The first day of fall is Sunday, September 23 this year – and it won’t be long before the weather gets colder, as the days continue to grow shorter. Driving safely during the fall months requires more than just cautious driver behavior. Your car also needs some attention.
Here are 10 practical tips to help get your car ready for fall, and the coming winter.
Tires and brakes.As winter weather approaches and associated road conditions worsen, you need to know you have good stopping power. That means good brakes and tires.
Many repair shops will inspect your brakes and tires at no charge, but you can also check your own tire-tread depth by placing a quarter into several tread grooves across the tire. If part of Washington’s head is always covered by the tread, you have more than 4/32″ of tread depth remaining.
Make sure you also check your tire pressure. Tire pressure drops when temperatures plummet. Keep the pressure at levels recommended by the vehicle manufacturer.
See and be seen.Walk around the outside of the car and check the operation of all lights: headlights, taillights, parking lights, brake lights and emergency flashers. Replace all broken bulbs and those that have stopped working. Make sure all lights are clean. If you own an older vehicle with sealed-beam headlamps, you might want to pay for halogen lamps for improved visibility and safer driving.
Replace wiper blades.Cracked or worn blades won’t completely clear your windshield, which makes driving much more hazardous. Check the blade’s rubber to ensure it is flexible and operate the wipers to see that the blades clear the glass. Replace worn blades.
Heater/defroster.Driving with fogged-up windows is an accident waiting to happen. Check front and rear window defrosters to ensure proper working condition. If necessary, have your heater and defroster systems repaired. You also don’t want to get caught out in the cold without a properly functioning heater.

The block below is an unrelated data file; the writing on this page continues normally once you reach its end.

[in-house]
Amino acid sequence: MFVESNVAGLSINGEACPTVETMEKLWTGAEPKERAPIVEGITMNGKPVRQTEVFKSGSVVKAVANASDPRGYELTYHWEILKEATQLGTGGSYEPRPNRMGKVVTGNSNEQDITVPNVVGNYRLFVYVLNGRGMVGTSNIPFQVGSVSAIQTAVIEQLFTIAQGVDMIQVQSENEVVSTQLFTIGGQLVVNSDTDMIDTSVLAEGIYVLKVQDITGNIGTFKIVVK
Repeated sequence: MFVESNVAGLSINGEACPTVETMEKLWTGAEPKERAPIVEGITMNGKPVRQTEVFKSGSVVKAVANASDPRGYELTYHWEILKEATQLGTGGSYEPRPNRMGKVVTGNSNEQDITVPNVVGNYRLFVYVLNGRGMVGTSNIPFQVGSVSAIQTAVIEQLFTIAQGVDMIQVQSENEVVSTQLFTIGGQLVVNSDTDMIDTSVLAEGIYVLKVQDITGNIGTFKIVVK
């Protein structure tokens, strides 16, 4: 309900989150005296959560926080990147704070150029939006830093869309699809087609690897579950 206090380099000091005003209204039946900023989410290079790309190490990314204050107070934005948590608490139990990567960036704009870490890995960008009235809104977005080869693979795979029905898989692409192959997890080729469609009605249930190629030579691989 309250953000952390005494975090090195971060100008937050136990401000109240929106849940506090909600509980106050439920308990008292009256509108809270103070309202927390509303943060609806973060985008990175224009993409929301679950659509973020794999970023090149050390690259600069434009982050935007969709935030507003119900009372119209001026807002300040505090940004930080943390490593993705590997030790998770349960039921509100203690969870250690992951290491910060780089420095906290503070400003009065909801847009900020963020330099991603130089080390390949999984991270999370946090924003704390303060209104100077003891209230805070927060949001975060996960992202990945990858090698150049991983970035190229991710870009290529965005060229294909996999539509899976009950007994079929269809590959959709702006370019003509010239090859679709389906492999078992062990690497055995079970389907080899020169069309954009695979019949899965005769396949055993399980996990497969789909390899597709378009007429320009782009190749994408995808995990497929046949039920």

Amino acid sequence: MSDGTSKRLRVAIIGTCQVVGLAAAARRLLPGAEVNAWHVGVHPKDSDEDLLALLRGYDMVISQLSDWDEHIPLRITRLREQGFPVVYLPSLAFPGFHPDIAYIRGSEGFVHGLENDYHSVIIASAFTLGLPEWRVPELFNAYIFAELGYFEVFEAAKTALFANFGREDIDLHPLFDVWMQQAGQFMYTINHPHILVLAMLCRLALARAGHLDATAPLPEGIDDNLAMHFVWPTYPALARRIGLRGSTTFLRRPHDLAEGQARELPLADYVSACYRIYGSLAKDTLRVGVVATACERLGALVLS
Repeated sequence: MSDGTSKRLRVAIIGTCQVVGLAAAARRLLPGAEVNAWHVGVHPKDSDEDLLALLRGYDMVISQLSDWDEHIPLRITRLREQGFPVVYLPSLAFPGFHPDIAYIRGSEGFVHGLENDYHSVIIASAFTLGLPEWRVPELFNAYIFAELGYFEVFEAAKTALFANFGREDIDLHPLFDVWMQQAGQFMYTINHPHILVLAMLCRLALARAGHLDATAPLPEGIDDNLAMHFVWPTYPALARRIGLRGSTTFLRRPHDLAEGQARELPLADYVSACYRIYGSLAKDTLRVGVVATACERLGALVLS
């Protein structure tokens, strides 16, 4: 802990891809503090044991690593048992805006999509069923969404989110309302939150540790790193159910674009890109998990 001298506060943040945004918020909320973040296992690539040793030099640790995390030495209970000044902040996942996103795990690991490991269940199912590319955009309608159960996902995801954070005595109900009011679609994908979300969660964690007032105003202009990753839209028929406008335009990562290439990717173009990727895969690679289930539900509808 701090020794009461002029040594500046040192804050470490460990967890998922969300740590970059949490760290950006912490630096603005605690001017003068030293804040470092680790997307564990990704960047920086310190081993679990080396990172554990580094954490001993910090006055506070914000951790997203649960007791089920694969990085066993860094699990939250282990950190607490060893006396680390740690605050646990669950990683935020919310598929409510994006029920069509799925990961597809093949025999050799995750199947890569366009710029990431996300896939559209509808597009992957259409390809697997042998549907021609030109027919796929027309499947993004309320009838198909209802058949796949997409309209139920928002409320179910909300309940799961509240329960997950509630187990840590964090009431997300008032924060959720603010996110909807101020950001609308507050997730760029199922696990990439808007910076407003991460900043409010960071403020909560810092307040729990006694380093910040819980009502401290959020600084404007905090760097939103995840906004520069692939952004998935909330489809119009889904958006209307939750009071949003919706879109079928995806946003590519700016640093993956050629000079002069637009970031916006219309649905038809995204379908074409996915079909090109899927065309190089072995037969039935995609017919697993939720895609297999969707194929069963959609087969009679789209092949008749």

Check your battery.In cold weather, you need a fully-charged battery to ensure it starts each time. Have the battery and charging system inspected by a trained technician who can replace it if required. If you see signs of corrosion on the battery terminals or cable ends or if you spot loose connections, your battery needs attention.
Look under the hood.By checking under the hood, you may be able to identify some signs of wear or items that need replacing or fixing. Look for leaks, cracks or loose clamps in the cooling system and squeeze the hoses and replace any that are spongy-feeling or brittle. Inspect the underside of drive belts for fraying and replace as required. If you’ve noticed any engine noises, experienced sputtering or other engine problems, have a licensed mechanic thoroughly inspect the engine and make any necessary repairs.
Change oil and air filter.If the oil is dirty or you’re at your recommended oil change time, change the oil. Also check the air filter to ensure it is clean enough to allow for proper operation. If you can’t see light through it when you hold it up to a 60-watt bulb, replace the air filter.
Refill cooling system.Experts such as AAA recommend checking the coolant level in the overflow tank when the engine is cold. If the level is too low, add a 50/50 solution of water and coolant to allow proper antifreeze capability. It may be necessary to refill the cooling system.
Check all fluid levels.This includes washer fluid, along with transmission, brake and power steering fluids. Make sure they are all at or above minimum safe levels and refill as necessary.
Get a good car wash/detail; when your vehicle is clean, it’s easier to spot any potential problems.
Source: The Car Connection